Disposable Real-Time Environments Using Docker for DevOps Teams

Maintenance of multiple environments is becoming very hectic these days. Hence the concept of containerisation dominates the world with its ease of scaling and elasticity factors.

With Docker’s capability of virtualisation, it is now possible to create environments like Dev, QA, UAT on the go and deploy, test and dispose of with no manual interventions. This way of implementation is the best example of Continuous Delivery and Deployment.

In this strategy, everything starts and ends with Jenkins.

Jenkins Job 1 – Initial Setup: A Jenkins job to perform the act of pulling the code from the repository like GitHub or BitBucket and initialise the build to find any known build errors

Jenkins Job 2 – Dev Container Creator: This job will be a downstream of Jenkins Job 1, which will be creating and configuring the image of an application server for the development environment.

Jenkins Job 3 – Deploy and Unit Tests: Once the creation of the Development Container is done, this Jenkins job will eventually deploy the web application and run the unit tests

Jenkins Job 4 – QA Container Creator: This job should be triggered only when all the unit tests are passing. In this job, we will spin up an image of another docker container with the web server in it, but now with a different port number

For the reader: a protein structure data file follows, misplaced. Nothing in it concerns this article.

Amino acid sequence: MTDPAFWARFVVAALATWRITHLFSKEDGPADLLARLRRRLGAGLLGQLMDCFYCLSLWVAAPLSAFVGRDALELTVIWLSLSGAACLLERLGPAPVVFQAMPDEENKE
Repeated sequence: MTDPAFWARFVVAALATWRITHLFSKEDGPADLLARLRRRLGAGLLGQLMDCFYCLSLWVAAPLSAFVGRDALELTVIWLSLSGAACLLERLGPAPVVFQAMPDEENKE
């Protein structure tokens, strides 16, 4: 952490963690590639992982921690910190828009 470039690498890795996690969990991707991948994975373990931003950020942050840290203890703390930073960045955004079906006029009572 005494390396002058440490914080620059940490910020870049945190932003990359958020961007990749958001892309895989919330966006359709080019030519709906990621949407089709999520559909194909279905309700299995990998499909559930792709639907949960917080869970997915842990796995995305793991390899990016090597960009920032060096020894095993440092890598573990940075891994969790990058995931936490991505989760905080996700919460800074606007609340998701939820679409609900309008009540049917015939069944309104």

Jenkins Job 5 – Deploy and Smoke Tests: Once the creation of the QA Container is done, this Jenkins job will eventually deploy the web application and run the smoke tests

Jenkins Job 6 – Regression Tests: Regression automated tests should be called once the smoke tests are passing. Note that the smoke tests should contain the basic functionalities to be tested

Jenkins Job 7 – UAT Container Creator: This job should be triggered only when all the Regression tests are passing. In this job, we will spin up an image of another docker container with the web server in it with a different port number

Jenkins Job 8 – Deploy and Smoke Tests: Once the creation of the UAT Container is done, this Jenkins job will deploy the web application and run the smoke tests again to check whether the basic functionalities work without any breakage

Jenkins Job 9 – Performance Test Scripts: UAT environment is always dedicated to Performance testers where automated performance test scripts are executed and the results are published

Jenkins Job 10 – Production Deployment: This is an optional job to be integrated with Continuous Delivery point of view. Some organisations might have a specific time to move the code to the production environment. In that case, have this as a separate Jenkins job out of the CD pipeline. In case if you want to move the code to prod environment, make this as a downstream job for Jenkins Job 9 and deploy the code

Jenkins Job 11 – Tear Down Job: Thus job eventually disposes or terminates the instances of Dev, QA and UAT environments (docker images) after the production deployment happens successfully

It is always a best practice to send appropriate notifications via email to the developers and any other stakeholders to notify the current stage from the pipeline.

Also, terminate the Jenkins job if there are any failures and execute the Jenkins Job 11, before quitting the pipeline.

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